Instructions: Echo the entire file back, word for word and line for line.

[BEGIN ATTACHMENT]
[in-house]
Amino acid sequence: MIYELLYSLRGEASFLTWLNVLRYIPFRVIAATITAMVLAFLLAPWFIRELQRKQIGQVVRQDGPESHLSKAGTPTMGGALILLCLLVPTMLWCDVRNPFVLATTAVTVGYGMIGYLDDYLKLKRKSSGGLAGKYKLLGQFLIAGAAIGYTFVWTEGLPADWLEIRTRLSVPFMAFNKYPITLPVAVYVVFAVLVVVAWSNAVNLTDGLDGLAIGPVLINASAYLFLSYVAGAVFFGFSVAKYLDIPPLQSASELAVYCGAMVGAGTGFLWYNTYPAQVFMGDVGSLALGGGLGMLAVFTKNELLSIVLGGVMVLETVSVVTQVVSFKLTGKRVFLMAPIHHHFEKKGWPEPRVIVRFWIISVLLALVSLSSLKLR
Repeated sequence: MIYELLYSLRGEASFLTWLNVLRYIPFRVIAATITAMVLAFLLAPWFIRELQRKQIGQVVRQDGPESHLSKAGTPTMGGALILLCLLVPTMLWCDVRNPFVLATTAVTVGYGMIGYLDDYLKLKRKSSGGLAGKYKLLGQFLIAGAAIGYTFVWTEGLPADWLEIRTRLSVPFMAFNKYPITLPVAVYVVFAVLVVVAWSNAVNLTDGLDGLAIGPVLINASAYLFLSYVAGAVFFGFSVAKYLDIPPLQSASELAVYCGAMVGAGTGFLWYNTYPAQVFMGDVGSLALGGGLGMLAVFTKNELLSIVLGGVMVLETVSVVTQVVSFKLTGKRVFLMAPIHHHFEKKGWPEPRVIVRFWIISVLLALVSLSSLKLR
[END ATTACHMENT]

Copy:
[in-house]
Amino acid sequence: MIYELLYSLRGEASFLTWLNVLRYIPFRVIAATITAMVLAFLLAPWFIRELQRKQIGQVVRQDGPESHLSKAGTPTMGGALILLCLLVPTMLWCDVRNPFVLATTAVTVGYGMIGYLDDYLKLKRKSSGGLAGKYKLLGQFLIAGAAIGYTFVWTEGLPADWLEIRTRLSVPFMAFNKYPITLPVAVYVVFAVLVVVAWSNAVNLTDGLDGLAIGPVLINASAYLFLSYVAGAVFFGFSVAKYLDIPPLQSASELAVYCGAMVGAGTGFLWYNTYPAQVFMGDVGSLALGGGLGMLAVFTKNELLSIVLGGVMVLETVSVVTQVVSFKLTGKRVFLMAPIHHHFEKKGWPEPRVIVRFWIISVLLALVSLSSLKLR
Repeated sequence: MIYELLYSLRGEASFLTWLNVLRYIPFRVIAATITAMVLAFLLAPWFIRELQRKQIGQVVRQDGPESHLSKAGTPTMGGALILLCLLVPTMLWCDVRNPFVLATTAVTVGYGMIGYLDDYLKLKRKSSGGLAGKYKLLGQFLIAGAAIGYTFVWTEGLPADWLEIRTRLSVPFMAFNKYPITLPVAVYVVFAVLVVVAWSNAVNLTDGLDGLAIGPVLINASAYLFLSYVAGAVFFGFSVAKYLDIPPLQSASELAVYCGAMVGAGTGFLWYNTYPAQVFMGDVGSLALGGGLGMLAVFTKNELLSIVLGGVMVLETVSVVTQVVSFKLTGKRVFLMAPIHHHFEKKGWPEPRVIVRFWIISVLLALVSLSSLKLR